The project Scarcity, Morality and Public Policy was a three-year intellectual journey into the phenomenon of scarcity that has led us to rediscover it as the third cause of being and a catalyst of change and advancement – The Phenomenon of Scarcity: Being, Man and Society.
We first started on this journey in the pursuit of a better understanding of scarcity as an unfortunate aspect of existence and the precondition of economy. We embraced philosophy, theology, anthropology, psychology, sociology and economics in the first interdisciplinary study and we were astounded to find scarcity as a primary element in the structure of being, as part of a universal formula of change. The world is based not only on form and matter: there is a third element, hidden, invisible, and yet immanent and intrinsic. Being universal, scarcity unfolds under different names – deficiency, deprivation, shortage, imperfection, limitation or insecurity. It is found as both insufficiency and potential imprinted in the order of being and in human nature and manifested in time. Every moment lacks some fulfillment, so scarcity precedes every change – and therefore every human choice. It welcomes human liberty as a space, open to change and never fully completed.
We come to an illuminating insight that scarcity is inherently linked with liberty – that human liberty is embedded in – and inseparable from – the structure of being. That economic thinking and economic action as well as institutions of exchange, profit, money and ownership at the core – are our natural response to the primordial scarcity, that they are grounded and preconditioned in the order of being. We elaborate on this in The Phenomenon of Lack: Being, Man and Community. A Synthesis of an Interdisciplinary Inquiry.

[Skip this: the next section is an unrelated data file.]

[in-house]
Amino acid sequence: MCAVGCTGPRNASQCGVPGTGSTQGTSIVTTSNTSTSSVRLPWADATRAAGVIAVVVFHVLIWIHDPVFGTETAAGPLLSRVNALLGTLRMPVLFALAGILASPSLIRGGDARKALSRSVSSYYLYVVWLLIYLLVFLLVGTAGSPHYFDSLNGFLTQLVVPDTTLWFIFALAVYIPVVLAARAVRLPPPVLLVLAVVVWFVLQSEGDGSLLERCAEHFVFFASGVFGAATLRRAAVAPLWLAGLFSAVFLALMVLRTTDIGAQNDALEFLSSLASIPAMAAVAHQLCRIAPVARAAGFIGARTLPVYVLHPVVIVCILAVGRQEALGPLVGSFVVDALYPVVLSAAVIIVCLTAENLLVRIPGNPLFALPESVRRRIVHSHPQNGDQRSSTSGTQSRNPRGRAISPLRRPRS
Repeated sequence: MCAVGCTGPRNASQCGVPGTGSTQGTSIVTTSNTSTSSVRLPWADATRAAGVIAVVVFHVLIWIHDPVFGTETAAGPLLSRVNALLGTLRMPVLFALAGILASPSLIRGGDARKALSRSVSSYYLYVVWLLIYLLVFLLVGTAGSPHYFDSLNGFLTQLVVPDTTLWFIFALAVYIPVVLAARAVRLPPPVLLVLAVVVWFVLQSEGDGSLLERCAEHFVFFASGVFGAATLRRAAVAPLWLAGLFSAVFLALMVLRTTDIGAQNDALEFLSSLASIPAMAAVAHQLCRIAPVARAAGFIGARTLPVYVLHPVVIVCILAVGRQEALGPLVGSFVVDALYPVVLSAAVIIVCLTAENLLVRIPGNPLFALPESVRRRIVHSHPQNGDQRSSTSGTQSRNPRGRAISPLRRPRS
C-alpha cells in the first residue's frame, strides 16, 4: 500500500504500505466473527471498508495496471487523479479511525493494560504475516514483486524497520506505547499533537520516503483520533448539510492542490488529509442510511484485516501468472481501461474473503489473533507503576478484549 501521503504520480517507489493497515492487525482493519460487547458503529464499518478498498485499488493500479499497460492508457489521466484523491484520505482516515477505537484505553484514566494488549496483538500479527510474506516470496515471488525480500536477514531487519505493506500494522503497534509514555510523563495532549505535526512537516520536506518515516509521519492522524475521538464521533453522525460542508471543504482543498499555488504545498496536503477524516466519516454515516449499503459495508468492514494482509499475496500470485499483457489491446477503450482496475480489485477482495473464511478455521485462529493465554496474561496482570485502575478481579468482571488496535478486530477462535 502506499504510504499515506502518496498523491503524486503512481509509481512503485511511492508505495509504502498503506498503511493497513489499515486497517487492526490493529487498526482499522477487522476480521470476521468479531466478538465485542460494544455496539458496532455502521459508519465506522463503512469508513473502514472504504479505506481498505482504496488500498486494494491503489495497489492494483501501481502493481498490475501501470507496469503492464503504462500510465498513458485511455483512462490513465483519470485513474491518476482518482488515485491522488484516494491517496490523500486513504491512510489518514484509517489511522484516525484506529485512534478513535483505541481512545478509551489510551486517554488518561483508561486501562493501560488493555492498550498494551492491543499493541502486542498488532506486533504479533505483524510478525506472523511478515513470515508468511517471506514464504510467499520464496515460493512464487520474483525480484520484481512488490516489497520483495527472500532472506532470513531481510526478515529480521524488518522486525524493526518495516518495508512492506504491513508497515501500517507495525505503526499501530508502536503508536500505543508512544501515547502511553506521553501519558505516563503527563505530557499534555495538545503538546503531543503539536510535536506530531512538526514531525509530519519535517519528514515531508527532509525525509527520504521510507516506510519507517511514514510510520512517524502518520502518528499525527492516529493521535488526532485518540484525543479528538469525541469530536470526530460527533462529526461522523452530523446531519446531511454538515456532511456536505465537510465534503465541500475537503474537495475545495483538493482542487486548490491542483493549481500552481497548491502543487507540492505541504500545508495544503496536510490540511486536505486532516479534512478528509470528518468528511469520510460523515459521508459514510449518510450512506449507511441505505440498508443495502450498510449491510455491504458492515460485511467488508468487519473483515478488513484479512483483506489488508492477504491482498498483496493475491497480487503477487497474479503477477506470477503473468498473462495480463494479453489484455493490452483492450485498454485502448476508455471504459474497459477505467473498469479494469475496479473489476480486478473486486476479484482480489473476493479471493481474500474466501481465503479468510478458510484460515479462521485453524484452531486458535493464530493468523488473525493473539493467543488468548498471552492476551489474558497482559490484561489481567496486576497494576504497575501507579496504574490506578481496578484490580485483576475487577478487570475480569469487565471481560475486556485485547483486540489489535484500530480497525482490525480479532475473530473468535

It is our pleasure to invite you to embrace those fascinating findings and to revisit numerous aspects of liberty, morality and economics. We feel both privileged and obliged to share with you our insight that recognizing the true meaning to scarcity may help man overcome insecurity and fear of change and open up to freedom. We dare say that the way in which society perceives scarcity determines the path it takes: the path of liberty and creative effort or the path of redistribution and coercion. While scarcity is a catalyst of action and creativity, human fragility may evoke it as an obstruction and a pretext for rights and pretensions. This drift explains the genesis of social redistribution whereby institutions are construed to “protect” us, or to “relieve” us from scarcity.
Our institutional analysis on labor, money, consumption habits, and social support – Government Against Scarcity: How It Changes Who We Are – confirms that ignorance of the principle of scarcity lies at the heart of social utopias. When governments step in to fight scarcity – in its different forms and manifestations – for us, we are alienated from the order of being, our relationship with the reality and with each other cripples. We offer this paradigm as a test-paper for political fallacies, old and new utopias, as a tool to safeguard human character.
On a personal level, we wish our readers a liberating effect that the recognition of the inevitable imprint of limitation on human nature can bring through reconciliation with personal and external imperfections. Above all, we wish empowerment that the creative stimulus of scarcity bestows on us for personal flourishing and fulfillment.
We give our special thanks to the Sir John Templeton Foundation for generous support for our research.